Kesey, Ken. One Flew Over the Cuckoo’s Nest. 1962. New York City. Signet.
One Flew Over the Cuckoo’s Nest takes place in the Oregon State Mental Institution and is narrated by the protagonist, a patient named Chief Bromden. He tells the story of how Randle Patrick McMurphy faked his insanity to get out of a six month sentence on a work farm, not realizing that he had in fact been committed by the state. McMurphy is a gambling brawler and dislikes the restrictions placed on the facility by “BigNurse” Ratched. He befriends his fellow patients, including Chief, learning that most of them were voluntarily admitted and could leave at any time. Nurse Ratched sees that McMmurphy is getting the patients to lose their grip of their fears and from her tight control, in which she has no intention of losing her influence to McMurphy.
The book is told in first person by Chief Bromden, breaking down the different types of patients on the ward, the treatments administered to the patients, the appointed hospital staff and even the fog that doesn’t really exist. He also gives his vivid account of, not only how McMurphy turned the ward upside down, but also a glimpse of his own life recalling life on his Reservation, his service in the military and his early days as a football star while in school. The book is significant considering that it was published in 1962, the time of the 60’s Counter-Culture Movement in U.S. History. Kesey’s language may be deemed inflammatory with his usage of racial slurs, referring to Nurse Ratched as a b**** and of McMurphy’s female friends as whores. The struggle between the liberals vs. the conservatives is depicted in the day-to-day lives of the characters as they coexist under one institution. Despite the fact that the story takes place in a mental hospital, it typified the American Spirit at a time where social issues were in a serious struggle and America was in search for a new identity.
The Combine is the central theme of the novel. The Combine is described by Chief Bromden as a system designed to keep things in a very particular order. The origins of it come from Chief’s memories, having seen the effects of it crush his own father, who was once a respected tribal chief. Chief equates the very same system to the mental institution: the patients and the ward in a very particular order-and he plays deaf and dumb to avoid as much cruelty as possible. Nurse Ratched is the forefront of the Combine, as she has influential friends-friends she served in the Army hospital with, who enabled her to be the head nurse of the ward. She has particular staff selected to do her bidding; they may not like her, but either 1) she knows something she can use against them or 2) they enjoy their job, and it shows in their cruel treatment of the patients. McMurphy catches onto the same theme, though he couldn’t put a name to it and Chief tries to warn him of being beaten down by it if he didn’t tone down his behavior.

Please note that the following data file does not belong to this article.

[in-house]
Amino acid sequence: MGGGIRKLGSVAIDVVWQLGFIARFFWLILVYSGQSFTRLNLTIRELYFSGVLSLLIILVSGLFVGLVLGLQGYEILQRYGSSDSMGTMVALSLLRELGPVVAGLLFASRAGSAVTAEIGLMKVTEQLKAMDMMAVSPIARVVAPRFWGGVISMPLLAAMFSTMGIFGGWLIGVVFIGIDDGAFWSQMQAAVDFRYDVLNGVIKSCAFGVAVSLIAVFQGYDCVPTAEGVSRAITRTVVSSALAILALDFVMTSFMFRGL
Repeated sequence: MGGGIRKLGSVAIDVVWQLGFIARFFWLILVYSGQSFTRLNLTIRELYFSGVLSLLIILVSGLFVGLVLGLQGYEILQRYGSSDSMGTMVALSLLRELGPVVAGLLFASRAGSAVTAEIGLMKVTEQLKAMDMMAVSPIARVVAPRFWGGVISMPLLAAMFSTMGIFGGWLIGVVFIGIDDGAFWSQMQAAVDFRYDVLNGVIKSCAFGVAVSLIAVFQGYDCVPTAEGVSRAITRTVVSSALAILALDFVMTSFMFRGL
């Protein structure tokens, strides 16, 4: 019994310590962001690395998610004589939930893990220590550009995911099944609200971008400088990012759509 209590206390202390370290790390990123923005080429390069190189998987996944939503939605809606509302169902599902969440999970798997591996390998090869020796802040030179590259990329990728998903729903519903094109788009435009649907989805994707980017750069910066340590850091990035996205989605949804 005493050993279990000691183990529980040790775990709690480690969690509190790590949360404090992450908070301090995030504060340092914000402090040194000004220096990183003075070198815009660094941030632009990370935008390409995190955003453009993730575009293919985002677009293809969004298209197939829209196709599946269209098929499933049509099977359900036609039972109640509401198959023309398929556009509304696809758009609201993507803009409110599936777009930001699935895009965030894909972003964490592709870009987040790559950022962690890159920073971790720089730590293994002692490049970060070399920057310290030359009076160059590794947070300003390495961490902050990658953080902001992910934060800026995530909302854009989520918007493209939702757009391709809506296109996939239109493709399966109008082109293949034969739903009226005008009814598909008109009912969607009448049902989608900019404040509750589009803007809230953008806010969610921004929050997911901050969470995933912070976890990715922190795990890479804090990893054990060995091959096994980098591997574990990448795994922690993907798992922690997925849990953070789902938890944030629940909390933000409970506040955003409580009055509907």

The author is clear on the antagonism between Nurse Ratched and McMurphy, and Chief clues the reader in to the organization of the conflicting factions: on one side is the staff: Nurse Ratched-the head; Dr. Spivey-though a doctor, has no power over Nurse Ratched without the sly prodding of McMurphy; the three black orderlies-Nurse Ratched’s physical henchmen on the day shift; Nurse Pilbow-a nightshifter and a devout Catholic who punishes others for their seemingly sins against her; and Mr. Turkle-an elder black gentleman and fellow nightshifter who becomes a sort of ally of McMurphy. On the other side is McMurphy-the outrageous fiery redheaded Irish-American who turns the ward upside down; Harding-McMurphy’s go-to on the policies and philosophies of the ward; Chief Bromden-a 6’8” half-Native American whom McMurphy helps to regain the strength he buried within himself; Billy Bibbit-a shy, sweet 31 year-old (perhaps the youngest on the ward), whom McMurphy takes under his wing; Cheswick-the only other patient with the guts to stand up and question Nurse Ratched’s policies on the ward (which are democratic-under her jurisdiction, of course). Each character has such a unique trait and purpose in the novel that it’s hard to overlook them. Regardless of affiliation, each character helps the reader to understand the need for the mental ward, yet the struggle that exists in the ward as well.
“This is a thoroughly enthralling, brilliantly tempered novel, peopled by at least two unforgettable characters.”-Kirkus Reviews
“Every page and paragraph and sentence of this novel feels equally vivid, just as charged with creative energy and power. The book splits the back of its spine with anger. It telescopes out its arms to capture more and more of Kesey’s outrage at the powers that be.”-Charles McNair, Paste Magazine
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Reviewed by Peche C.